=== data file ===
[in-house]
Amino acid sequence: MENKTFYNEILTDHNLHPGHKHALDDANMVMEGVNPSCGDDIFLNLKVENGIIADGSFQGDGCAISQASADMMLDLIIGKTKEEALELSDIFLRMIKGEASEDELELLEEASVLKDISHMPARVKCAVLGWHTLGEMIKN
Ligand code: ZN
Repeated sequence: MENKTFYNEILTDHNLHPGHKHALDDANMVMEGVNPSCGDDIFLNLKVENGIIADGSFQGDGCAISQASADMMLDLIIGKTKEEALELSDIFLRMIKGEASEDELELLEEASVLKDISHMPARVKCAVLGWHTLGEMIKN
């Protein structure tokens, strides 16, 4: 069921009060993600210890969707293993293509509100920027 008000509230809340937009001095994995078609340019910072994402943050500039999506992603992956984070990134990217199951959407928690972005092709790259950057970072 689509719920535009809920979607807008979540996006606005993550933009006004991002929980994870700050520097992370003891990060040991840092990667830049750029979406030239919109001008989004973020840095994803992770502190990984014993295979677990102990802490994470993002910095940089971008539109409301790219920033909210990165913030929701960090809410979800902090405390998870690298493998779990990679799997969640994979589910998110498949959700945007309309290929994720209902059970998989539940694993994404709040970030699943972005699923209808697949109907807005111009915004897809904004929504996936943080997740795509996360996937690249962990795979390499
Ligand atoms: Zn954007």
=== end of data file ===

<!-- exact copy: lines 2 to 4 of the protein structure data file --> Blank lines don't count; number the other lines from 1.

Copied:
Amino acid sequence: MENKTFYNEILTDHNLHPGHKHALDDANMVMEGVNPSCGDDIFLNLKVENGIIADGSFQGDGCAISQASADMMLDLIIGKTKEEALELSDIFLRMIKGEASEDELELLEEASVLKDISHMPARVKCAVLGWHTLGEMIKN
Ligand code: ZN
Repeated sequence: MENKTFYNEILTDHNLHPGHKHALDDANMVMEGVNPSCGDDIFLNLKVENGIIADGSFQGDGCAISQASADMMLDLIIGKTKEEALELSDIFLRMIKGEASEDELELLEEASVLKDISHMPARVKCAVLGWHTLGEMIKN